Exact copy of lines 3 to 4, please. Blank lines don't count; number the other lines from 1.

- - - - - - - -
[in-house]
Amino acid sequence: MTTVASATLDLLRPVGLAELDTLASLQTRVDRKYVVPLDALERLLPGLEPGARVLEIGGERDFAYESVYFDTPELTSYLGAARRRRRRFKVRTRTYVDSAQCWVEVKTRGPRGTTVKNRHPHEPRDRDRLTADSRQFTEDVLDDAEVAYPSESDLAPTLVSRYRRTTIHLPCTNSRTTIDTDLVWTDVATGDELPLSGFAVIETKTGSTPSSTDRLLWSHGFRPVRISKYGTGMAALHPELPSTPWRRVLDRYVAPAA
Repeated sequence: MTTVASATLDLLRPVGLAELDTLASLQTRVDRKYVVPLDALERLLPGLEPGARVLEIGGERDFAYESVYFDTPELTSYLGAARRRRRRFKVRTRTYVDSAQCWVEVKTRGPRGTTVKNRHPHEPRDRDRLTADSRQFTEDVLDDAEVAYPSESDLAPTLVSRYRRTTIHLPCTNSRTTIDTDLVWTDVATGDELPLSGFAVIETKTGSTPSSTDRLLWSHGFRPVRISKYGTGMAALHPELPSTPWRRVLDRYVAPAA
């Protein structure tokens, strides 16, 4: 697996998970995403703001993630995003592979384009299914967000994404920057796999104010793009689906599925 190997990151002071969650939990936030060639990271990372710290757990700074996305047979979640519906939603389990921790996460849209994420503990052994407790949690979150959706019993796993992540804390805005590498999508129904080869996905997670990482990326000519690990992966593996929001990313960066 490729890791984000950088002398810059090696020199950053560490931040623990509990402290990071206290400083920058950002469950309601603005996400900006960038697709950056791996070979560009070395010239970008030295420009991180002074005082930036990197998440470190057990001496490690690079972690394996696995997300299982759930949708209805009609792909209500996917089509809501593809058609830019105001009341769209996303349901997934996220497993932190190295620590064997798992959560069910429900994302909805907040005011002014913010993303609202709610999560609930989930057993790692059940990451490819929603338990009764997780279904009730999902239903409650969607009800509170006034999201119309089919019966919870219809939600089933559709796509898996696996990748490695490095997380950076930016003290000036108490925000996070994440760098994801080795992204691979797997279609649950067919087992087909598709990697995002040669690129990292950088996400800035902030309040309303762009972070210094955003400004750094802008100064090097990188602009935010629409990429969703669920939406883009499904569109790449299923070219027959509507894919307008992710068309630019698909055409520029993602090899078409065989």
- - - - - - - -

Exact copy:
Repeated sequence: MTTVASATLDLLRPVGLAELDTLASLQTRVDRKYVVPLDALERLLPGLEPGARVLEIGGERDFAYESVYFDTPELTSYLGAARRRRRRFKVRTRTYVDSAQCWVEVKTRGPRGTTVKNRHPHEPRDRDRLTADSRQFTEDVLDDAEVAYPSESDLAPTLVSRYRRTTIHLPCTNSRTTIDTDLVWTDVATGDELPLSGFAVIETKTGSTPSSTDRLLWSHGFRPVRISKYGTGMAALHPELPSTPWRRVLDRYVAPAA
């Protein structure tokens, strides 16, 4: 697996998970995403703001993630995003592979384009299914967000994404920057796999104010793009689906599925 190997990151002071969650939990936030060639990271990372710290757990700074996305047979979640519906939603389990921790996460849209994420503990052994407790949690979150959706019993796993992540804390805005590498999508129904080869996905997670990482990326000519690990992966593996929001990313960066 490729890791984000950088002398810059090696020199950053560490931040623990509990402290990071206290400083920058950002469950309601603005996400900006960038697709950056791996070979560009070395010239970008030295420009991180002074005082930036990197998440470190057990001496490690690079972690394996696995997300299982759930949708209805009609792909209500996917089509809501593809058609830019105001009341769209996303349901997934996220497993932190190295620590064997798992959560069910429900994302909805907040005011002014913010993303609202709610999560609930989930057993790692059940990451490819929603338990009764997780279904009730999902239903409650969607009800509170006034999201119309089919019966919870219809939600089933559709796509898996696996990748490695490095997380950076930016003290000036108490925000996070994440760098994801080795992204691979797997279609649950067919087992087909598709990697995002040669690129990292950088996400800035902030309040309303762009972070210094955003400004750094802008100064090097990188602009935010629409990429969703669920939406883009499904569109790449299923070219027959509507894919307008992710068309630019698909055409520029993602090899078409065989």